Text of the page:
Anecdotally, magnesium oil is considered to be a natural relaxant for mild pains like cramps. With the benefits of massage well-documented in the scientific literature, one study found that abdominal massage was effective in reducing dysmenorrhea10, which would only strengthen the therapeutic benefit of any applied magnesium oil.
Magnesium deficiency disrupts sleep, so oil may help
Throughout history, magnesium has garnered a reputation for relaxation and bliss that makes it ideal for those with insomnia and anxiety. The research supporting magnesium supplements for sleep11 is fairly robust.
In fact, it’s now widely accepted in the medical community that sustaining healthy magnesium levels often leads to better sleep thanks to magnesium’s vital role in maintaining appropriate GABA levels.
GABA is a neurotransmitter that promotes unwinding and slowing down. While many studies do not look at the effect of magnesium oil just yet, magnesium supplementation has been shown to greatly improve sleep quality in people who report having problems with falling or staying asleep12.*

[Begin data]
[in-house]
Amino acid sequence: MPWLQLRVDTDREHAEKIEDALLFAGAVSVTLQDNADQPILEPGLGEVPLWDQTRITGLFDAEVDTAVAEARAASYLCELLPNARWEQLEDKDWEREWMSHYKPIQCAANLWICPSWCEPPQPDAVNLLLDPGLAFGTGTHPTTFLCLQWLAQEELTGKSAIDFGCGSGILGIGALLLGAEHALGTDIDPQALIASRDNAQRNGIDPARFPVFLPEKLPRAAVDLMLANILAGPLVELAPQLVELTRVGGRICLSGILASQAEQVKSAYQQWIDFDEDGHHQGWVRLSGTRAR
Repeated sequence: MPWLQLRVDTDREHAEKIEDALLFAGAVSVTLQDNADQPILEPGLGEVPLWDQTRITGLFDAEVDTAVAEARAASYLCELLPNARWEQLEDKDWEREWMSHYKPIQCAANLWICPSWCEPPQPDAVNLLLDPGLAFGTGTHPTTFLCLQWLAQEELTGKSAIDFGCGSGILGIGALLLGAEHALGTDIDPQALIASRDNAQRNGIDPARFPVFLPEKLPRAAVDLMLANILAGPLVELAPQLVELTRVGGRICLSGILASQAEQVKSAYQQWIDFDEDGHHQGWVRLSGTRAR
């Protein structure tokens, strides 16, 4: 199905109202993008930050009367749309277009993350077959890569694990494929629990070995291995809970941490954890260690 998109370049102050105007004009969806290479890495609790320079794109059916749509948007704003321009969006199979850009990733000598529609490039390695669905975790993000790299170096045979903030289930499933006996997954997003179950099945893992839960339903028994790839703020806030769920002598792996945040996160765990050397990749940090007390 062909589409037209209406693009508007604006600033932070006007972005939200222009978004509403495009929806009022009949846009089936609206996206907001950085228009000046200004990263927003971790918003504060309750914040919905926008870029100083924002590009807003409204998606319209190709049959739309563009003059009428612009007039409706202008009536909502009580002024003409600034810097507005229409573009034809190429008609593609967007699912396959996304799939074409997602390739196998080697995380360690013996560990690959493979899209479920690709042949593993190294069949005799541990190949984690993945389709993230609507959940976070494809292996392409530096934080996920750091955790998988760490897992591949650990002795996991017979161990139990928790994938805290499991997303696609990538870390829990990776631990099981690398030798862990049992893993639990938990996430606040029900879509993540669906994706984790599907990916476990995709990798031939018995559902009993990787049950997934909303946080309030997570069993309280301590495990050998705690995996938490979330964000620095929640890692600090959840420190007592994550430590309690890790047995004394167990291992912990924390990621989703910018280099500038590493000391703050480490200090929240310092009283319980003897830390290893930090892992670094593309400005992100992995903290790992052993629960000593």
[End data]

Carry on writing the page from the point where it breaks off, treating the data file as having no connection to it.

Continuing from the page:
Even if you’re not looking for more Z's, magnesium is critical in regulating the stress response. Recent groundbreaking research demonstrates that magnesium deficiency may wreak havoc on the gut and contribute to anxiety13.
Magnesium has also been shown to have a harmonizing effect on mood13, which may help you relax into a deeper sleep.
When topically applying magnesium oil to the skin, you are reducing the oil production of the sebum14, which makes this a standout for those dealing with chronic acne and breakouts.
It acts as a humectant, keeping the skin hydrated. While there is no clinical evidence showing that magnesium helps with skin irritation, like rosacea, it’s believed to help because of the many benefits it has in regulating the body’s biological processes and stress response.
Plus, its role as a powerful anti-inflammatory makes some think that magnesium oil may alleviate inflamed skin.
How to make magnesium oil